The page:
ProjectDetection and tracking of transthyretin (ATTR) cardiac amyloid in severe aortic stenosis by computed tomography (CT) defined-myocardial extracellular volume (ECV). This study will explore the use of computed tomography (CT) scans, a routine step in the management of severe aortic stenosis (AS) prior to a transcatheter aortic valve intervention (TAVI), to determine whether it may be used to generate accurate diagnostic and prognostic data and thus assist in the management of patients with severe AS and ATTR cardiac amyloidosis.

CHUM/Quebec Heart and Lung Institute/McGill University Health Centre, led by Dr. François Tournoux, Dr. Philippe Pibarot, and Dr. Michael Chetrit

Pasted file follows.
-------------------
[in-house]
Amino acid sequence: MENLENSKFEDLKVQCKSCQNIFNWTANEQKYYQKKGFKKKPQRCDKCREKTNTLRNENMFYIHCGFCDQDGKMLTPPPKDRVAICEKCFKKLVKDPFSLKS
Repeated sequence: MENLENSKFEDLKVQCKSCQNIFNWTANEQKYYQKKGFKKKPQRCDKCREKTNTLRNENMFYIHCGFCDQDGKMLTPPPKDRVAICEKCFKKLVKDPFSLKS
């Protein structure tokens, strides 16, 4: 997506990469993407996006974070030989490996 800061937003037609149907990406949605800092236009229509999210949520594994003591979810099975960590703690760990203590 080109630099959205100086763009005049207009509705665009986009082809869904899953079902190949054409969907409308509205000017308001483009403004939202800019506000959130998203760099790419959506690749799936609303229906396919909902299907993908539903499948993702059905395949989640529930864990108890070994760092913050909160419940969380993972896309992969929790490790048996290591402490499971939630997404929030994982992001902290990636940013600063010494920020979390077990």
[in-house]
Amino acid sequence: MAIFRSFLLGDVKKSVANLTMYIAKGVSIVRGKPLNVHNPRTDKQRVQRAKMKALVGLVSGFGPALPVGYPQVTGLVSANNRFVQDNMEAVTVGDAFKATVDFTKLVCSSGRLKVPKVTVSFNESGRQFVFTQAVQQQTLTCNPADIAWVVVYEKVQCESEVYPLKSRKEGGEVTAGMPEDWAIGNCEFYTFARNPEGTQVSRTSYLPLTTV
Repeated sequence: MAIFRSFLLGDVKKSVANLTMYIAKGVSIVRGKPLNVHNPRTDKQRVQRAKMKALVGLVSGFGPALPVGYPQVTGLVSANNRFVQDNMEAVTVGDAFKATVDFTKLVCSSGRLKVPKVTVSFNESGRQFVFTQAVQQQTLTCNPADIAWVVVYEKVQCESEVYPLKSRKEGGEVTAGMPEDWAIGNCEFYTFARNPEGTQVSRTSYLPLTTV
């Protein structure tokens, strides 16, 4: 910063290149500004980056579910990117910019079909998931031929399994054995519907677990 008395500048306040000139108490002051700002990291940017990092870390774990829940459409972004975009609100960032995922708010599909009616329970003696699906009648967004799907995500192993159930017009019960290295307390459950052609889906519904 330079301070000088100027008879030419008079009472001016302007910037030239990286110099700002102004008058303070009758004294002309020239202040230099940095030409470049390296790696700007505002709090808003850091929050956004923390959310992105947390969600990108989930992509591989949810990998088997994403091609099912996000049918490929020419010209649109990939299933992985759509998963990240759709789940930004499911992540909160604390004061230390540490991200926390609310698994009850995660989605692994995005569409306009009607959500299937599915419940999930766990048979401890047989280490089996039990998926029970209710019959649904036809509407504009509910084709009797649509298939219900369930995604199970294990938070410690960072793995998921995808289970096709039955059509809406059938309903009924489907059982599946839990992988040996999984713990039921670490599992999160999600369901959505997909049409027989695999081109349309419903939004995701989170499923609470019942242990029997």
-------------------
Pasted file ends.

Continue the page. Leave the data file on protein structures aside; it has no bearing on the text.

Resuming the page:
Project: Excluding transthyretin cardiac amyloidosis in transcatheter aortic valve replacement (TAVI) patients by the absence of red flags: a paradigm shift. Patients with ATTR-CM often wander from one specialist to another before arriving at the correct diagnosis. The detection of ATTR-CM is especially difficult in patients with AS because AS and ATTR-CM share several common clinical and echocardiographic features. This project will help physicians detect ATTR-CM in this challenging population, while also allowing patients with mixed diseases (i.e. ATTR-CA + AS) to benefit from early detection of ATTR-CM, in addition to an optimized triage and care trajectory.

Libin Cardiovascular Institute  led by Dr Robert Miller, Dr. Cigdem Akincioglu, Dr. Andrew Crean, Dr. Nowell Fine, Dr. Robert Iwanochko, Dr. Daniel Juneau, Dr. Matthieu Pelletier-Galarneau, Dr. Terrence D Ruddy, Dr. Gary Small, Dr. Glenn Wells, and Dr. Dan Worsley.